BOSTON, Mass (SHNS) – For the second time in about three months, a Massachusetts casino that’s underperforming is replacing its president and installing a new top executive to oversee operations.
MGM Springfield announced Tuesday morning that Mike Mathis has been replaced as president and chief operating officer by Chris Kelley, who had been leading MGM’s Northfield Park casino in Ohio since April.
Mathis, who has worked on the MGM Springfield project since before it was awarded the western Mass. casino license and has been the public face of the state’s first resort casino, was reassigned to serve as MGM Resorts’ senior vice president of business development.
“We are excited to have Chris lead the MGM Springfield team. Chris’ experience in Ohio, rebranding and integrating a property and introducing MGM to the community, will be an asset for Springfield as we continue to work closely with the community and strive to not only be a world-class entertainment destination but also a good corporate neighbor,” Jorge Perez, regional portfolio president for MGM Resorts International, said. “I also want to recognize Mike for his years of service and all the tremendous work he accomplished in leading MGM Springfield from conception to opening.”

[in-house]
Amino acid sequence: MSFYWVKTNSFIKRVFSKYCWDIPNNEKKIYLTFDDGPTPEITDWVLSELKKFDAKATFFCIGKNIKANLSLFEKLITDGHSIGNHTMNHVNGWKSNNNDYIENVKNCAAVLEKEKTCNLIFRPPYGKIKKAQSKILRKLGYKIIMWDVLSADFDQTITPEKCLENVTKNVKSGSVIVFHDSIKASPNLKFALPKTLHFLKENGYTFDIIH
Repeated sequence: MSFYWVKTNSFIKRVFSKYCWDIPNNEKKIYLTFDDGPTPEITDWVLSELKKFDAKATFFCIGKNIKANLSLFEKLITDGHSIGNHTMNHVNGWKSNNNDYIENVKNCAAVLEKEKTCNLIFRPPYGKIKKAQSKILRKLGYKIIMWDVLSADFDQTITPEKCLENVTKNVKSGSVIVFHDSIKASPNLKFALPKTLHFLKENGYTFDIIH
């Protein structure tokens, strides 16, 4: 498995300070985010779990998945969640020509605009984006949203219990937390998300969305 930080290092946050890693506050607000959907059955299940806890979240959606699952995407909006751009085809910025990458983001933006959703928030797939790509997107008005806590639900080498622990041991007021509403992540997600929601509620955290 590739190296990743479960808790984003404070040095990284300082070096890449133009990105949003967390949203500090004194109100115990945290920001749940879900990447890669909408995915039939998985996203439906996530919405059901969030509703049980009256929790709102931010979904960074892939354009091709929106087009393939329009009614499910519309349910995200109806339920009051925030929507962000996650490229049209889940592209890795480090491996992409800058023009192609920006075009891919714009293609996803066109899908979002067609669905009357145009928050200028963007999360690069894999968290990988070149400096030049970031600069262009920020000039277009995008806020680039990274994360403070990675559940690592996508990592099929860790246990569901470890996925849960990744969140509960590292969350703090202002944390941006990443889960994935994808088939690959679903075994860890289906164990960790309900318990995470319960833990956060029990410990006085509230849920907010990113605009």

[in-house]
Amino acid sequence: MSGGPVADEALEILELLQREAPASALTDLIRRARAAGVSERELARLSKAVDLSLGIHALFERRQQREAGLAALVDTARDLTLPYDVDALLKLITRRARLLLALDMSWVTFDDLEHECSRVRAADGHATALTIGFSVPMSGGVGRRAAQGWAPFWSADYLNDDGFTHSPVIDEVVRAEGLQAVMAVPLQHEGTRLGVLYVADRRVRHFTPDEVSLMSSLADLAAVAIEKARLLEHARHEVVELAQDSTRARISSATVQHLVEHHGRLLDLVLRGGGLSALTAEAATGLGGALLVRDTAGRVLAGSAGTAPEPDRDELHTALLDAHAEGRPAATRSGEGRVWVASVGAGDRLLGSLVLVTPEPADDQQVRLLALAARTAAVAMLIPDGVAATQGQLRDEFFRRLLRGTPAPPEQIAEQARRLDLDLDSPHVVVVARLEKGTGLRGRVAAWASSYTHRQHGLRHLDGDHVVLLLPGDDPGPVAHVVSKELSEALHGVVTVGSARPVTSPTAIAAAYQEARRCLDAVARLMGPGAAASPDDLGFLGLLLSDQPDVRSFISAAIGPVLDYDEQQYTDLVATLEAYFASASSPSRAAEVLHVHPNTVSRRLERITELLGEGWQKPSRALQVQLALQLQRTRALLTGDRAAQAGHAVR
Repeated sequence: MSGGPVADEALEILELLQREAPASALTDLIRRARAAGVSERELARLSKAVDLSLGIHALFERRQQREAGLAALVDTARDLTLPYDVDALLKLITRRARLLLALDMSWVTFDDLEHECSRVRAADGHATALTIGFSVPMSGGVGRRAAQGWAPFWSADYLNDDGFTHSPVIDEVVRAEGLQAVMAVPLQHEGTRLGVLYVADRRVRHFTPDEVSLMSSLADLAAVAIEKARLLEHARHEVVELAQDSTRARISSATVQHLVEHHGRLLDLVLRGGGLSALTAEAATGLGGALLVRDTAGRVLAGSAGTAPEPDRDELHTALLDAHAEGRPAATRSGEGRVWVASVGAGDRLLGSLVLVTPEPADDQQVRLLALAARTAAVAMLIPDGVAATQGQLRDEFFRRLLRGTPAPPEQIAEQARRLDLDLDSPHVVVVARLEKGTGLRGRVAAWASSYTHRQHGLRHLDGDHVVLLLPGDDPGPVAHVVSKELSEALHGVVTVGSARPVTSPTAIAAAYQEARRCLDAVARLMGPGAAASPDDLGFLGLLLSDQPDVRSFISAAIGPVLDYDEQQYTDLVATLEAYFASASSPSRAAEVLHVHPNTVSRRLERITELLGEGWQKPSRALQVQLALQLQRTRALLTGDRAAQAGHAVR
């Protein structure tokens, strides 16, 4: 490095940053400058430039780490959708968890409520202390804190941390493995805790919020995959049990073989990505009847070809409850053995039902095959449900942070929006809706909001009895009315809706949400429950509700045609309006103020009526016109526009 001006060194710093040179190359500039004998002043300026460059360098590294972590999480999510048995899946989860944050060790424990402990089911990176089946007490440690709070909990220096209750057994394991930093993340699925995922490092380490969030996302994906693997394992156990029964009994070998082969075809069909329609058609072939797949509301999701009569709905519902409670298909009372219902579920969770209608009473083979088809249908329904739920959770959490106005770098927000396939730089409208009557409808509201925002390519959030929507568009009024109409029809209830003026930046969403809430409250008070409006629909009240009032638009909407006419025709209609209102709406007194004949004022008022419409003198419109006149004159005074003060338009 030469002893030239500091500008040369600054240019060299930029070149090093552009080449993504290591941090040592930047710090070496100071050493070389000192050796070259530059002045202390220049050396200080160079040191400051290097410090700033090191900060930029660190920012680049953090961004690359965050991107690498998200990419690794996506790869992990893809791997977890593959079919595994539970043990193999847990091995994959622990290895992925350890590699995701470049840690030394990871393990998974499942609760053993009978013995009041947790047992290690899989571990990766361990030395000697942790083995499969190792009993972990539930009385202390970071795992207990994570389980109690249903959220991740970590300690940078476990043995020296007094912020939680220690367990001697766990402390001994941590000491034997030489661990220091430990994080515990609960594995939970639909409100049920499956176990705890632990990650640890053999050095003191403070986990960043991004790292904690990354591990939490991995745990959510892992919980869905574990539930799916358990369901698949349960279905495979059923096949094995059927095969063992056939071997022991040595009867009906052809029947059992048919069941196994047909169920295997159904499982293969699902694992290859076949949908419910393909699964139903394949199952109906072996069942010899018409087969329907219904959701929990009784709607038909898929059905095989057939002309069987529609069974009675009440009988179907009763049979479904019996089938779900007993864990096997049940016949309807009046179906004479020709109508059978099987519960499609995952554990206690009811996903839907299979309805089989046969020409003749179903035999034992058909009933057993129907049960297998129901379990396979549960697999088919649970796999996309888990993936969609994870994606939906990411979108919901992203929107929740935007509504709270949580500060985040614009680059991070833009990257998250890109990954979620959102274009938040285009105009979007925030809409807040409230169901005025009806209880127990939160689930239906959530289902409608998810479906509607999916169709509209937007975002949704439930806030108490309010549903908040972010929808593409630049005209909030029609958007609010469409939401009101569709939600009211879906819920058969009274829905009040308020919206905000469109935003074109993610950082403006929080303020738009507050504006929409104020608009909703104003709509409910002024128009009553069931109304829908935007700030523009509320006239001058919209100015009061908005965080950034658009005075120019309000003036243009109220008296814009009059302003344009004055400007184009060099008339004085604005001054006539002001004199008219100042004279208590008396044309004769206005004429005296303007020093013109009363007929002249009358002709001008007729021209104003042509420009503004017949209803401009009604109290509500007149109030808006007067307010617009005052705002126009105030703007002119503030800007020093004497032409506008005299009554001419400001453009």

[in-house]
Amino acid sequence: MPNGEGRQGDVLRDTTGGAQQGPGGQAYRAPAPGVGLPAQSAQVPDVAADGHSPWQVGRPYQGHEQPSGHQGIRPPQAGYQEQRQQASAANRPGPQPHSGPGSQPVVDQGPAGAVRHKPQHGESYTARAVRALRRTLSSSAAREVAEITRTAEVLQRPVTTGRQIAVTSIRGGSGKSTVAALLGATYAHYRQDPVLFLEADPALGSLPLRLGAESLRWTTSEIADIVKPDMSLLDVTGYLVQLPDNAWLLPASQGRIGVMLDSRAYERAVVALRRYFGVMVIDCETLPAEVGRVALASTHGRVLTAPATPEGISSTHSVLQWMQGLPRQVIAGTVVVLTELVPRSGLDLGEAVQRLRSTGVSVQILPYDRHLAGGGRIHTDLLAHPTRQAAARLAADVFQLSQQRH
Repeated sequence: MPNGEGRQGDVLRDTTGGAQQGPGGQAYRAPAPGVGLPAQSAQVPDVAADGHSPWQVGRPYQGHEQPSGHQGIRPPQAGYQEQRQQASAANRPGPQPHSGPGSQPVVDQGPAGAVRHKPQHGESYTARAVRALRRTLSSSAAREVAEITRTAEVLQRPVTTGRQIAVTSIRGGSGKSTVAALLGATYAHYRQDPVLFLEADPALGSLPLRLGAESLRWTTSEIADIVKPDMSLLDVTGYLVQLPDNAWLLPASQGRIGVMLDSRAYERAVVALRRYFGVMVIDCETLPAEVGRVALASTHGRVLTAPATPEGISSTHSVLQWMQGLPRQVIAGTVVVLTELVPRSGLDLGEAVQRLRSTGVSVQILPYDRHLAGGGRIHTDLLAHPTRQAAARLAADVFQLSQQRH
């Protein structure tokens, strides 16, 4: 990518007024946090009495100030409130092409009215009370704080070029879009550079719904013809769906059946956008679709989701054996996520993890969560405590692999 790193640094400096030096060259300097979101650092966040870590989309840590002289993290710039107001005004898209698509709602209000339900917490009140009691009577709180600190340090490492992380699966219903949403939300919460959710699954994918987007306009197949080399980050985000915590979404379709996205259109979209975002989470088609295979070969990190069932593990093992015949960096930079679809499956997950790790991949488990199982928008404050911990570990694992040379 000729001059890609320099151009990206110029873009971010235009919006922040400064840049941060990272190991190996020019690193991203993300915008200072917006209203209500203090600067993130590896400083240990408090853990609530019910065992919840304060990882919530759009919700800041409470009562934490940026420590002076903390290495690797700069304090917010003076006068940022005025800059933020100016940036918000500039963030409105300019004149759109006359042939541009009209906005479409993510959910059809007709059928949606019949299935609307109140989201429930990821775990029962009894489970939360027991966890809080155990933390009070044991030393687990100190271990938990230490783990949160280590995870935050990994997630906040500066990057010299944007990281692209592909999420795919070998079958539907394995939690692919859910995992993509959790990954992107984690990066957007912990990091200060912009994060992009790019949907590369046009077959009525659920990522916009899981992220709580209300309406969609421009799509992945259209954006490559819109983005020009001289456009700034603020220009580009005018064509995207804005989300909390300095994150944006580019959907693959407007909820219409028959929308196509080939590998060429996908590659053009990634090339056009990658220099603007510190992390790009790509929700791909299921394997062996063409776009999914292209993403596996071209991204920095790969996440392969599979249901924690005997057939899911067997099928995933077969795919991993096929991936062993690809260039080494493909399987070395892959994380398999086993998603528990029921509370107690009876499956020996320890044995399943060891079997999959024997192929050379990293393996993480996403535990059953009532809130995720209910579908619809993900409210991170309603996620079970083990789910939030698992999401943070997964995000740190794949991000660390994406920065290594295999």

Mathis began working for MGM in 2011 and was vice president of global gaming development for MGM Hospitality, a division of MGM Resorts, when he was tapped in January 2014 to lead MGM’s Springfield project. At the time, MGM said it envisioned Mathis “leading the pre-opening effort and eventual operation of the facility.”
MGM Springfield opened in August 2018 but has not lived up to the revenue expectations it set during the licensing process. MGM executives had told the Mass. Gaming Commission they expected to generate $418 million in gross gaming revenue from the first full year of operations, but the casino actually generated $273.8 million, falling short of the initial projection by $144 million.
During a December appearance on 98.5 The Sports Hub, afternoon drive co-host Michael Felger pressed Mathis about whether MGM or other casino companies “gave the state inflated numbers to get your deal.”
“Careful, careful,” Mathis admonished Felger. The casino executive explained that the initial estimates were made in a different business environment.
“One of the things is the process in Massachusetts took some time … so you’re making projections 5, 6, 7 years before you get it open and what happens over time is the market changes, you get competition in other states, those competitors draw a little bit of business from your competitors who get more aggressive,” he said. “So there is a little bit of passage of time and those numbers can get a little bit stale.”
Mathis then argued that casino gaming has been positive for the state regardless of whether the projects have met their initial projections.
“We’ve grown the market. We’ve missed some of our numbers and I think we’re trying to figure out where the market is and where it’s going to go and how long it’s going to take to get there, but there’s definitely opportunities to bring new customers into this business,” he said.